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OK, I've never actually played, owned, or stood near the game, but damned if I'm going to pass up a good story. I was watching an auction at a game convention in Pittsburgh (Tri-river con, perhaps?) and the auctioneer (whose name I forget, but I believe did the Origins auctions) was moving along brisk and efficiently.

At one moment, he looked over the games to be sold, then quickly put one in a paper bag.

"What am I bid for the contents of this bag?"

"I promise you that the bag contains a game."

"I'm not moving on until this is sold."
"Twenty five cents"
(instantly) "Sold!" Pulls out a copy of Tito, singing "I sold a copy of Tito! I sold a copy of Tito!"
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Mark Humphries
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It's screwball antics like that one that give Tito its undeserved rap.
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Ray Smith
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I too have endured many antics on the supposed horribleness of Tito, and really want to give it a go, due to its uniqueness. I have nothing against the graphics, but have read that it is extremely easy for the Tito player to reach his victory level (500 or 600 points?). Could this victory level be adjusted to, let's say, 700 points to make it more of a contest?
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Sean McNeely
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I just got this on ebay for 99 cents so after I get it I'll try to write up a review.
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Enrico Viglino
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I actually rather LIKE the map.
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Aaron
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Agreed, the map is actually pretty good (it doesnt lack color nor is it confusing) and perfectly fits the nature of abstract guerilla warfare present in the game.
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Enrico Viglino
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Came out the year before A House Divided, and in the same year
as Empires of the Middle Ages. Between these two games, you have
the seminal thinking behind P2P systems. This game highlights a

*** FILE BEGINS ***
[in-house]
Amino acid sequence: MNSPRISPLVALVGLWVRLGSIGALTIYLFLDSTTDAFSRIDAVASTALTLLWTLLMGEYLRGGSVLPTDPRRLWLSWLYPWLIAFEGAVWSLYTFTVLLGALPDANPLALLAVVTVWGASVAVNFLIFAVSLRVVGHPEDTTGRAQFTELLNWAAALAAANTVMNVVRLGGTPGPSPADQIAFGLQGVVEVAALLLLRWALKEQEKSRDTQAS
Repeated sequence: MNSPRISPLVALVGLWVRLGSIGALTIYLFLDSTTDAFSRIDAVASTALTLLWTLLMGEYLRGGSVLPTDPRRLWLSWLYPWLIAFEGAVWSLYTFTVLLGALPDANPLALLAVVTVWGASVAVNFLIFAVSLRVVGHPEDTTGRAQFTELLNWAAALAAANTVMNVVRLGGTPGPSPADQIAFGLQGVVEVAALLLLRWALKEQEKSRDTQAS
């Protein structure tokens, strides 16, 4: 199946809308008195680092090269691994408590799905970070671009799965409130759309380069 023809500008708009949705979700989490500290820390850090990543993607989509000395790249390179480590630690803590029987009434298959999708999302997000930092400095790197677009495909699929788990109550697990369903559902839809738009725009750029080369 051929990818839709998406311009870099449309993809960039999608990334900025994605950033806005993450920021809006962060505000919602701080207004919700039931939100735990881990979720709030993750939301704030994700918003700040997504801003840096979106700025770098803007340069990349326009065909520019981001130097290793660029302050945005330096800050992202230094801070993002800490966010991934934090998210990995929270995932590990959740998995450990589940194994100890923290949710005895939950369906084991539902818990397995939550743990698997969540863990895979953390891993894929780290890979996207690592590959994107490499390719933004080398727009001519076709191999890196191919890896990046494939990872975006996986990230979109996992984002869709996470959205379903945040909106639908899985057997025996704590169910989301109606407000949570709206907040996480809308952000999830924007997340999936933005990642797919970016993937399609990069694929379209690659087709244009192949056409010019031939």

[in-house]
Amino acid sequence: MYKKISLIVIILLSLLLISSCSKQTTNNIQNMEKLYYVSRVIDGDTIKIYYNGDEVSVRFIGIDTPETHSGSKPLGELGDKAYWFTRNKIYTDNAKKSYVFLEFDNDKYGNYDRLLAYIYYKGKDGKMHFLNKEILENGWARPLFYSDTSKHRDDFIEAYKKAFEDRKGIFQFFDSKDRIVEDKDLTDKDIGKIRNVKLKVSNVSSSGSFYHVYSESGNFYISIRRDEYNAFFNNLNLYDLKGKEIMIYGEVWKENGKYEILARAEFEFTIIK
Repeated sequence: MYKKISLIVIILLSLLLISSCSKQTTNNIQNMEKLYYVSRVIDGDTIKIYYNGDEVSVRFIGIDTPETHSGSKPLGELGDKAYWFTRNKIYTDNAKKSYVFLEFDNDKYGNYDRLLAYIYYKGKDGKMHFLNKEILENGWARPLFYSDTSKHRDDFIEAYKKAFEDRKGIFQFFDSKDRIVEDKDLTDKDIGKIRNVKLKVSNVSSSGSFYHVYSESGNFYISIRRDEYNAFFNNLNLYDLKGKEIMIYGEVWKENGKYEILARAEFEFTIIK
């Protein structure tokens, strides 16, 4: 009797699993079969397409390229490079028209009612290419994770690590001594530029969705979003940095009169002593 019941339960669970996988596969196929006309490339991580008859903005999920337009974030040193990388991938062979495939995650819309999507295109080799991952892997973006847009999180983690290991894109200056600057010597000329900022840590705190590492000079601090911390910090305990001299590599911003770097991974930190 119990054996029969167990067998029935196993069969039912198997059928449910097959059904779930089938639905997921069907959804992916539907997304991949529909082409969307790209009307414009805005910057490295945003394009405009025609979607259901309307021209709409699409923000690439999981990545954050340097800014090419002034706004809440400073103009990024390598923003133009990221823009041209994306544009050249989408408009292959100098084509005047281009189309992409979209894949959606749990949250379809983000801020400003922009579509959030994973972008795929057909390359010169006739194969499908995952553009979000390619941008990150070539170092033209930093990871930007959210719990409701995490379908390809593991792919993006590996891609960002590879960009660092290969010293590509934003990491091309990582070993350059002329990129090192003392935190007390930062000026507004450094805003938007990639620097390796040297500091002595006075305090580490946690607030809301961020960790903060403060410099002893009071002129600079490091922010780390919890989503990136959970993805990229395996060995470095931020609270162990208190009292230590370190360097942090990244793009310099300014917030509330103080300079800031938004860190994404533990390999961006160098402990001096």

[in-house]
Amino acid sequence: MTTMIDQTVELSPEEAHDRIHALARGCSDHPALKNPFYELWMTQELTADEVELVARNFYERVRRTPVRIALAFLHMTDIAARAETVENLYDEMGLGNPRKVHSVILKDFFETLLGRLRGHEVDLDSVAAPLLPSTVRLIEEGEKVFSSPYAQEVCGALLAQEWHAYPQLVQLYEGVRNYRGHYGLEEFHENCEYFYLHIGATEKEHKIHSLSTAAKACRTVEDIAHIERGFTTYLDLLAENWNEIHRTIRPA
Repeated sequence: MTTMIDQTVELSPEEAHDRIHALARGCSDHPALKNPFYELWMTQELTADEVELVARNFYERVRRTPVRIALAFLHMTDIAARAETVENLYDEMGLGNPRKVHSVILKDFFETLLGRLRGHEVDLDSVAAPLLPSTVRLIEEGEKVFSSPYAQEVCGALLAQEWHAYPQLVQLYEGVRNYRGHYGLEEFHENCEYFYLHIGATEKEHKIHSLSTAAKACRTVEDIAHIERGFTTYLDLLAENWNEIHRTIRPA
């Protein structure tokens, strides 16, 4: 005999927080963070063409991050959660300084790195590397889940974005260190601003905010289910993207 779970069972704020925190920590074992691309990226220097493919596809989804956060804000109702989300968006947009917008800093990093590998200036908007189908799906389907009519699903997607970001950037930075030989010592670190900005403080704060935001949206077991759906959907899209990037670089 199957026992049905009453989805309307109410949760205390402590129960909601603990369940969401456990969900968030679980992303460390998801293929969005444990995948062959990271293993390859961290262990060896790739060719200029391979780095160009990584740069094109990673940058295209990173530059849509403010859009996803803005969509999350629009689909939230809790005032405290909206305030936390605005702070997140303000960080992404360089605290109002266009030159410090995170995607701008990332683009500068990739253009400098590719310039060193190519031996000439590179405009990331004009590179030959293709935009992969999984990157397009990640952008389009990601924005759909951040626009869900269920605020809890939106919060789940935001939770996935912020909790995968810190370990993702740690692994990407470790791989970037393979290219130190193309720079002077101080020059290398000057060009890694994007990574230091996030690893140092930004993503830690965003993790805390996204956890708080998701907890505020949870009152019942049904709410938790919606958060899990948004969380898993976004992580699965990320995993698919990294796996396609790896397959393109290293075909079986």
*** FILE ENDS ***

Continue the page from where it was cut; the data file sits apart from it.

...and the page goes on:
lot of what was best about the final days at SPI, IMO.
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Andy Tate
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Despite its unusual nature, I quite liked the map and the game. I played it several times and admittedly the Axis forces lost decisively on both occasions. Lost many years ago, this is one to replace in my archive of old wargames.
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Marja Erwin
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I think, with an unconventional situation, and an unconventional system, this would have benefitted from smaller introductory scenarios.

The ridiculous movement restrictions come from the historical occupation zones.
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Darrell Pavitt
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Quote:
I don't know if it was the very first area movement game, but it was one of the first when it was published in 1980


Fall of Rome came out seven years earlier.

I think the map most reminds me of Nicaragua, another game with abstract terrain and guerrilla warfare.
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Enrico Viglino
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And Risk in what, '59?

It's geographic representation is somewhat unique - points
within an area. But, it's very close to a true P2P representation,
which followed shortly thereafter.
 
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Bill Eldard
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calandale wrote:
And Risk in what, '59?

It's geographic representation is somewhat unique - points
within an area. But, it's very close to a true P2P representation,
which followed shortly thereafter.

I have to admit that when I got the game through my S&T subscription, I was taken back by the mapsheet, not because of the graphics, but because of the concept. But looking back now, having played subsequent games using the points-within-areas concept, I think the designer made the right choice for the model of warfare he captured.

I like mapsheets that make the game information clear and easy to find, and this mapsheet does that.

Dien Bien Phu and Tet Offensive use the same concept, which is not unusual since the strategic situations are similar.


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Chuck Cothran
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Ick! gulp
 
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Juan Valdez
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Eldard wrote:
I like mapsheets that make the game information clear and easy to find, and this mapsheet does that.

Dien Bien Phu and Tet Offensive use the same concept, which is not unusual since the strategic situations are similar.




I don't really have any problem with either of these maps, nor with the Tito map. It's the game play which matters. Speaking of which...

Tet is pretty good.

Dien Bien Phu is potentially a pretty neat little game. My usual opponent and I have played it once. I don't think we got the rules just right. From recollection, it seems to play like a cross between Tonkin and Pacific Fury. You get the frustrating operational constraints of Tonkin with the fast play and feinting from Pacific Fury. In our game, I bluffed, he called and won. We need to play it again. I think there might be a really game here.

Have yet to play my copy of Tito.

Don't let the maps put you off!